In late May, both Walmart and Target Corp. issued their quarterly performance numbers. Each revealed some surprises, and both left those retailing authorities who still retain some faith in the business a bit more optimistic than they had been.
Here’s a look at the numbers:
First, Walmart. Most surprising here was the revelation that the recent success of the retailer’s online business was neither wishful thinking nor unwarranted optimism.
Walmart’s e-commerce business advanced by 63% in the United States in the latest quarter. Many reasons exist for this phenomenal increase, but perhaps the most important was the retailer’s purchase, for $3.3 billion, of the bulk e-commerce retailer Jet.com last year.
That purchase sharply expanded its range of online offerings, now put at some 50 million items, up from 35 million in the last quarter and 10 million during last year’s first quarter.
Other figures, though they were less remarkable, were nonetheless impressive. Same-store sales for the Walmart stores increased between 1.5% and 2%, while sales at the Sam’s Club outlets advanced by more than 1%. Walmart’s U.S. stores reached $75 billion in sales on a 2.9% comp-store increase.
In terms of merchandise, the Walmart U.S. stores turned in respectable gains in most grocery categories last quarter, highlighted by a strong Easter performance. Health and wellness also performed well, highlighted by good gains in pharmacy and O-T-C categories. General merchandise sales were sluggish by comparison, though they improved throughout the quarter and finished with a strong Easter.
Walmart International posted mixed results, though Walmex, the retailer’s Mexican and Central American operations, turned in strong sales, and sales in the U.K. and China declined marginally.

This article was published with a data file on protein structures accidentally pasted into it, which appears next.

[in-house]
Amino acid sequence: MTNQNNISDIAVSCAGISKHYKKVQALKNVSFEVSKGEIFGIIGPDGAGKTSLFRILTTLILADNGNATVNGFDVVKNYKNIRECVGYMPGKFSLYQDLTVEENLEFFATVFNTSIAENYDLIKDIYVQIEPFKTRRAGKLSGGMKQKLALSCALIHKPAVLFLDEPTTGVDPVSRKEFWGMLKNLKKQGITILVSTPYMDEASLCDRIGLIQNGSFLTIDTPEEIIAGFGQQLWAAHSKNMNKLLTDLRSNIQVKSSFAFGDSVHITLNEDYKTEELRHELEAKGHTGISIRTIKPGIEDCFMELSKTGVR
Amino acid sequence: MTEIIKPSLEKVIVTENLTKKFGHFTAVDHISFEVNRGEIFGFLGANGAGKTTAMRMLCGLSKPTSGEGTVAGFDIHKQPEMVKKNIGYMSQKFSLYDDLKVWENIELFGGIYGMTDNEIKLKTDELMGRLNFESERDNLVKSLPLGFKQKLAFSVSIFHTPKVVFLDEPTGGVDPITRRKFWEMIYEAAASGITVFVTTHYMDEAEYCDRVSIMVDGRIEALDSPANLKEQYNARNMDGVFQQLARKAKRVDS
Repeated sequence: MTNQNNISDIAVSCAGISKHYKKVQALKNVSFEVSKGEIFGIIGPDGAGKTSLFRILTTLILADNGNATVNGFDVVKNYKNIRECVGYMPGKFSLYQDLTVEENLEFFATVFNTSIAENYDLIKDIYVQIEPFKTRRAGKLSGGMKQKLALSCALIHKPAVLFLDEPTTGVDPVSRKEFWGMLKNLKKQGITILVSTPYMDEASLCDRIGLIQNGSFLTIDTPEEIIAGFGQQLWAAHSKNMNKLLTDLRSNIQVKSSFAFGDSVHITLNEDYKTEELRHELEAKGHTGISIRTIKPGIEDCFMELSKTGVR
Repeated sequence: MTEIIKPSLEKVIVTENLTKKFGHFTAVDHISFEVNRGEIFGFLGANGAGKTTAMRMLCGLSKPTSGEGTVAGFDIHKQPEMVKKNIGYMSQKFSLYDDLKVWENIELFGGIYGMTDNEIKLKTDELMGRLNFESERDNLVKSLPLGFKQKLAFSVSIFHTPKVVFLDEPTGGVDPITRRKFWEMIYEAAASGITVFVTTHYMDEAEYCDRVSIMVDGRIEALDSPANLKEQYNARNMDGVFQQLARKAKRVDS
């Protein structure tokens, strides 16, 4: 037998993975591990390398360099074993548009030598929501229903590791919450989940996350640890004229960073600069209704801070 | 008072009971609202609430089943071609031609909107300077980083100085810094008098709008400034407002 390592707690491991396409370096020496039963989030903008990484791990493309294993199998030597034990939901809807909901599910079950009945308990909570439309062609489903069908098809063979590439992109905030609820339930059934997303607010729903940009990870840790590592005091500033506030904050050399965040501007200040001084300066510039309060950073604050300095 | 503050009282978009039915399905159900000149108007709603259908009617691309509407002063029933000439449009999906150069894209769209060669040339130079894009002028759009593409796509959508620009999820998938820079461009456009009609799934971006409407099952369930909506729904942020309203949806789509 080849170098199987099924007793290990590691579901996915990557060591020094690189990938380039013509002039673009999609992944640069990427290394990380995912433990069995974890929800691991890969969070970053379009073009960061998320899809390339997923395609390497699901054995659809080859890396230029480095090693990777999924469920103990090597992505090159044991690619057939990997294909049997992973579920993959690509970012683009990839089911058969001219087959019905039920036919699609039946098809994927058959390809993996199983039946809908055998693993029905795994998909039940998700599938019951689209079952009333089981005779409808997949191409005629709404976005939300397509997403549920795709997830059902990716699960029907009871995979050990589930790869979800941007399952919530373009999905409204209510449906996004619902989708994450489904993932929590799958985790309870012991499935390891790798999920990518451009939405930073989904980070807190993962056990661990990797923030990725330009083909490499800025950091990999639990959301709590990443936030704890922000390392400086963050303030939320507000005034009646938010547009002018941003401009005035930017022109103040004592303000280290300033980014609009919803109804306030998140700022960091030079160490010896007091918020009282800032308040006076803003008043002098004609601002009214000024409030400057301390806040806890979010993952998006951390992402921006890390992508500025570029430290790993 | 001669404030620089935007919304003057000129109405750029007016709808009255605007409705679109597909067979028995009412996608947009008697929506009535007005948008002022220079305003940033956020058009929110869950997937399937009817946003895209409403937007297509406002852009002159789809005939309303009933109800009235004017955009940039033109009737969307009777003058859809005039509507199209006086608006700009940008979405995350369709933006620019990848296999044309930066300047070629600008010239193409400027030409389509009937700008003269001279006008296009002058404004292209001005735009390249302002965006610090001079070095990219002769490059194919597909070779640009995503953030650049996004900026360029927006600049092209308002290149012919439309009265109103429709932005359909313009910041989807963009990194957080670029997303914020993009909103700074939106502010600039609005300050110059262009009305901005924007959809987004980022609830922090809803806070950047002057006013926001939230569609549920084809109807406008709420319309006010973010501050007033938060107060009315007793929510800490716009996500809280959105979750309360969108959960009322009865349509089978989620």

As for Target, while no one number stood out, the retailer’s overall performance exceeded company projections.
Most notably, first quarter same-store sales declined by 1.3%, driven by small declines in both traffic and basket size. The retailer’s earnings release emphasized that the 1.3% sales decline was “better than our expectations,” according to chief executive officer Brian Cornell.
Elsewhere, Target reported a 22% increase in digital sales, a small decline in earnings, and a continued commitment to a multiyear effort to position the retailer for profitable, consistent long-term growth.
Throughout, Cornell projected a tone of optimism as he stressed a future that, despite “multiple headwinds,” promises long-term success.
No matter how you read these two financial statements, Walmart and Target remain what they have long been: two of the mass retailers that will largely determine the state of the industry in the years ahead.
And the positive spin on the news was promising for a retailer community that has, in the main, viewed both these retailers as serious competitors. Serious or not, these two retailers, operating at their best, promise to raise all boats going forward.